Ask Gerda: What to Look for in Protein Powders and Bars?
Gerda Endemann, our senior director of science and research, has a BS in nutrition from UC Berkeley, a PhD in nutritional biochemistry from MIT, and a passion for cherry-picking from our wellness shop. She spends a lot of her time interpreting research—established and emerging. And our wellness routines thank her for this. (Yours will, too. Send us your own questions for Gerda: [email protected].)
Dear goop, I’m overwhelmed trying to decide on a protein powder to use in smoothies, let alone figure out which protein bar to choose. Can you please make a few recommendations? And do I even need to worry about the amount of protein I eat? —Alex B.
Hi, Alex. If you’re left on your own to eat whatever whole foods you want, you’ll probably get enough protein (and other nutrients), but there are a couple of reasons this isn’t effortless for everyone. First, we’ve been given so much unscientific advice about how to eat—for example “don’t eat eggs”—that we’ve stopped trusting our instincts and our family recipes. Also, if you’ve had to give up dairy, as I have because it stuffs up my sinuses, it may not be easy to find a substitute: I used to rely heavily on cheese for protein. So protein powders and bars can be useful. Here’s a little info and some recommendations.
Judge the entire product—not just its protein content. The ingredient list is the most important part of the label. Look for products that contain whole foods, like nuts, seeds, and dates. Our executive editor, Kate Wolfson, says that RXBARS are the only kind she’ll eat. They’re a line of protein bars with the most impressive ingredients I’ve ever seen: just a few whole foods. The peanut butter bar provides twelve grams of protein from three egg whites and peanuts. Sweetness comes from whole dates.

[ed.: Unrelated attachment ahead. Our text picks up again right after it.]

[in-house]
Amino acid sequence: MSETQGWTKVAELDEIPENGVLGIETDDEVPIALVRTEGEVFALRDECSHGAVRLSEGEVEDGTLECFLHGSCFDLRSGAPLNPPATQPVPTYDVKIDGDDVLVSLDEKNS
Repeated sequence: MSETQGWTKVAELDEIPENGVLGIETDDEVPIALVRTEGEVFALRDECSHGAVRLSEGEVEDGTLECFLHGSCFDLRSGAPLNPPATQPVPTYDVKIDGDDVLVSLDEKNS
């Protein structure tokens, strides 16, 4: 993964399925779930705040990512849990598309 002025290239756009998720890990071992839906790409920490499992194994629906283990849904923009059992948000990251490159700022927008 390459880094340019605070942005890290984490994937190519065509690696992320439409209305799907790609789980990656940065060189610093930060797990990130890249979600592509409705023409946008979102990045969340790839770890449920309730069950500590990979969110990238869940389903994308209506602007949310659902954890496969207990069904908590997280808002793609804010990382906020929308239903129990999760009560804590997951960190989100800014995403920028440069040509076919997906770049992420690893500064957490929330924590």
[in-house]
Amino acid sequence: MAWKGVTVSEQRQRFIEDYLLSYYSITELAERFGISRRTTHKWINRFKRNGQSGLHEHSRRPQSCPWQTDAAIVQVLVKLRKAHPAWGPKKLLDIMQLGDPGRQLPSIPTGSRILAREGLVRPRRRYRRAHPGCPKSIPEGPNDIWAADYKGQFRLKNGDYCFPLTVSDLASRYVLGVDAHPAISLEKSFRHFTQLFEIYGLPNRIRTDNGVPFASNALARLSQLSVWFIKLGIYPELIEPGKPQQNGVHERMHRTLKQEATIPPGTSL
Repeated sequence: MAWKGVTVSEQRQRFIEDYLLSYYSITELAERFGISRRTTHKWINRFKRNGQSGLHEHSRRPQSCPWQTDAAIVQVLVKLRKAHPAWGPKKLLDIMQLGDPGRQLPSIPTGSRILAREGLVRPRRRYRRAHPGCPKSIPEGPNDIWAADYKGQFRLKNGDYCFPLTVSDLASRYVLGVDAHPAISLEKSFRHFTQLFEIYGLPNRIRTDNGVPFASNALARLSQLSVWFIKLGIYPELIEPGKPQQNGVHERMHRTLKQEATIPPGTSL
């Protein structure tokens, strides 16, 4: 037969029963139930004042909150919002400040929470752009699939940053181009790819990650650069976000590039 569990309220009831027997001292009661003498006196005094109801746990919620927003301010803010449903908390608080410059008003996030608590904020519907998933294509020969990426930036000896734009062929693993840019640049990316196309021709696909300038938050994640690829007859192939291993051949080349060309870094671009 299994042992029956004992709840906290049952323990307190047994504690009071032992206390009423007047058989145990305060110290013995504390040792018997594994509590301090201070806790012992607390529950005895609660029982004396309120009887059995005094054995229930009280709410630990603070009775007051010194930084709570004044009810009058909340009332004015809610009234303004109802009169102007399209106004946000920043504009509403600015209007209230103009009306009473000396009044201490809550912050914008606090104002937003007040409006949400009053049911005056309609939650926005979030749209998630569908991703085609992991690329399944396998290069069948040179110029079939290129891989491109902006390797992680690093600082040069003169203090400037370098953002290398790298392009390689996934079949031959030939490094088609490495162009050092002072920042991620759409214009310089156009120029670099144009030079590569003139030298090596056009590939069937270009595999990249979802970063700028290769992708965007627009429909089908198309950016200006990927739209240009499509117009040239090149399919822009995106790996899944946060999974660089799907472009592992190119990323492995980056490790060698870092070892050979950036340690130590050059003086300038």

Keep added sugars as low as possible. The second most important part of the label is the Nutrition Facts panel, where you can find the grams of added sugars. The Lärabar Almond Butter Chocolate Brownie bar has eleven grams of protein and contains dates, almonds, pea protein, and chocolate chips. There are two grams of added sugars, which isn’t a lot. The rest of the eighteen grams of sugar is mostly from dates—this will be sweet, so it’s more of a dessert. But when the sugar comes from fruit, like dates, that also contains minerals and fiber, it’s better than eating concentrated sweeteners, like sugar, corn syrup, or brown rice syrup.
Avoid artificial sweeteners, like sucralose. There’s no evidence that sucralose is toxic. But we don’t have decades of data on the effects of this chlorinated sucrose molecule on people. Better alternatives are the naturally low-calorie nonsugar sweeteners monk fruit (lo han guo) and stevia. Look for them in the ingredient list if you want to know whether the product is sweet or not. Or try to get away from sweet foods. I know that’s not always easy, though.
An ideal whey protein option. My favorite whey protein powder by far is Source Naturals True Whey. It contains only whey concentrate from grass-fed cows, vanilla, and just a little stevia. I prefer the taste when stevia is used sparingly. Whey protein should always be this creamy and delicious.
Some recommended plant protein powders. Too many vegan protein powders are not creamy and delicious. Our food director, Caitlin O’Malley, recommends adding fresh ginger or mint to your smoothie if you end up with one that needs a little help. But between my own taste-testing and recommendations from goop colleagues, hopefully you can avoid that problem.